Analysis of copy number variation using quantitative interspecies competitive PCR.

Williams NM, Williams H, Majounie E, Norton N, Glaser B, Morris HR, Owen MJ, O'Donovan MC - Nucleic Acids Res. (2008)

Schematic representation of the principle of quantitative interspecies competitive PCR. Human and P. troglodytes specific alleles are represented by alleles ‘C’ and ‘G’, respectively.
© Copyright Policy - creative-commons
Related In: Results  -  Collection

License
Show All Figures
getmorefigures.php?uid=PMC2553599&req=5

Figure 1: Schematic representation of the principle of quantitative interspecies competitive PCR. Human and P. troglodytes specific alleles are represented by alleles ‘C’ and ‘G’, respectively.
Mentions: We have applied competitive PCR to determine DNA copy number by exploiting the high degree of conservation between orthologous human and chimpanzee genomic sequence. To achieve this we have co-amplified orthologous loci and targeted non-conserved nucleotides by primer extension to distinguish between template from the two species (Figure 1). Quantitative interspecies qicPCR uses the entire genome of a single chimpanzee as a competitor. This results in the requirement for only a single competitor sample for all assays and dramatically increasing the potential of large numbers of loci to be analysed in multiplex. As the rate of fixed (non-polymorphic) interspecies sequence divergence is ∼1% (26) then >3 × 107 single nucleotides could potentially be targeted. Therefore, qicPCR can potentially be used to analyse the majority of CNVs. These factors, together with accuracy, low cost and potential application to array platforms make it potentially amenable to studies performing multiplex high throughput association analysis of CNVs. Here, we establish proof of concept by first accurately detecting previously characterized mutations at the PARK2 locus and then demonstrating the potential of qicPCR to analyse CNVs in association studies by genotyping chromosome 22q11 deletions in a sample of previously characterized patients and normal controls.Figure 1.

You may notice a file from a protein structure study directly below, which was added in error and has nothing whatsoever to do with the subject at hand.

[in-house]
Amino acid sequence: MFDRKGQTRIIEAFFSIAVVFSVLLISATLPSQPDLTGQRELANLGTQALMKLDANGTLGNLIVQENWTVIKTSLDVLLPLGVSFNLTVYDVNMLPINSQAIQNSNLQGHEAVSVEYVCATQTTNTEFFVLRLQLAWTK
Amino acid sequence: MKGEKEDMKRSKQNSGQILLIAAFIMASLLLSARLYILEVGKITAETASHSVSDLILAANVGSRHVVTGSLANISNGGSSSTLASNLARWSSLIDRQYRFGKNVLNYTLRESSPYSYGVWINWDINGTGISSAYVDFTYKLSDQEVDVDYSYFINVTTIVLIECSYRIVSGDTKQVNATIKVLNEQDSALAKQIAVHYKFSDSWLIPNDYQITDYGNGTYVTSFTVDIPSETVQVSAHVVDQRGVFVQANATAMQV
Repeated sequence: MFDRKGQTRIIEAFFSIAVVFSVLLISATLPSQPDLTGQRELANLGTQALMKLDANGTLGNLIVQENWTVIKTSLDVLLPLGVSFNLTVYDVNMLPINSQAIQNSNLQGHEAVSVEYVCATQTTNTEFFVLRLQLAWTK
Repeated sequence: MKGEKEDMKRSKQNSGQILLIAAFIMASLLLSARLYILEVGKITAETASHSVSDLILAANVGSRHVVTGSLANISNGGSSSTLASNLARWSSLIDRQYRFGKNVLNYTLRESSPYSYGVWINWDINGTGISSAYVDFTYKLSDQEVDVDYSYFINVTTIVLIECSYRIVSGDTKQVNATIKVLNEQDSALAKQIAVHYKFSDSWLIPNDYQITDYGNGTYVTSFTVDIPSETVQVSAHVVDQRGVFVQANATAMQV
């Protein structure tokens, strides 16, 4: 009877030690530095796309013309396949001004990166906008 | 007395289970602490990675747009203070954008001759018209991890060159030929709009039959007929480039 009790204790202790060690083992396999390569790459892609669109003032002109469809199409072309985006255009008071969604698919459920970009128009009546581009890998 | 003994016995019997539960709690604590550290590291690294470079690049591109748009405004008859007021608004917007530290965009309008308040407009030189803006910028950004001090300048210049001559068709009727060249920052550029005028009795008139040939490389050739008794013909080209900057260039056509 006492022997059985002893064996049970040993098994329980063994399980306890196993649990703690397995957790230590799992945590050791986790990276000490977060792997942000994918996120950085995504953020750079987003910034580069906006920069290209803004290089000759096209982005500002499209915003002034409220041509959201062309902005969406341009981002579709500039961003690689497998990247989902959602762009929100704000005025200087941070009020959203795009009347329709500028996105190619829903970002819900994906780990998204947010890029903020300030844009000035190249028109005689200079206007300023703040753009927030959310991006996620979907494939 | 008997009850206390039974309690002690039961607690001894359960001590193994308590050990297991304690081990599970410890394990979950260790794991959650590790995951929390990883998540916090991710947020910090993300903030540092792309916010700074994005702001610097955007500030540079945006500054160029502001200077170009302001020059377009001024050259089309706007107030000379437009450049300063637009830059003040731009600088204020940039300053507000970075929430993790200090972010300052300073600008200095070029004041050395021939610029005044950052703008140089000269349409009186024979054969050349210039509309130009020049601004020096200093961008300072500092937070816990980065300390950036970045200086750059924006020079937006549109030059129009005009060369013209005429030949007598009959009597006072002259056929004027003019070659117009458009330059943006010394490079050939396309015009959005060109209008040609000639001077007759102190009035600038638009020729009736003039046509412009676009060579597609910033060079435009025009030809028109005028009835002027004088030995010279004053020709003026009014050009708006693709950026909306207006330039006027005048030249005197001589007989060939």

Bottom Line: Over recent years small submicroscopic DNA copy-number variants (CNVs) have been highlighted as an important source of variation in the human genome, human phenotypic diversity and disease susceptibility.Consequently, there is a pressing need for the development of methods that allow the efficient, accurate and cheap measurement of genomic copy number polymorphisms in clinical cohorts.In this study we establish proof of concept by accurately detecting previously characterized mutations at the PARK2 locus and then demonstrating the potential of quantitative interspecies competitive PCR (qicPCR) to accurately genotype CNVs in association studies by analysing chromosome 22q11 deletions in a sample of previously characterized patients and normal controls.

View Article: PubMed Central - PubMed

Affiliation: Department of Psychological Medicine, Wales School of Medicine, Cardiff University, Heath Park, Cardiff CF14 4XN, UK. williamsnm@cf.ac.uk

ABSTRACT
Over recent years small submicroscopic DNA copy-number variants (CNVs) have been highlighted as an important source of variation in the human genome, human phenotypic diversity and disease susceptibility. Consequently, there is a pressing need for the development of methods that allow the efficient, accurate and cheap measurement of genomic copy number polymorphisms in clinical cohorts. We have developed a simple competitive PCR based method to determine DNA copy number which uses the entire genome of a single chimpanzee as a competitor thus eliminating the requirement for competitive sequences to be synthesized for each assay. This results in the requirement for only a single reference sample for all assays and dramatically increases the potential for large numbers of loci to be analysed in multiplex. In this study we establish proof of concept by accurately detecting previously characterized mutations at the PARK2 locus and then demonstrating the potential of quantitative interspecies competitive PCR (qicPCR) to accurately genotype CNVs in association studies by analysing chromosome 22q11 deletions in a sample of previously characterized patients and normal controls.

Show MeSH
Related in: MedlinePlus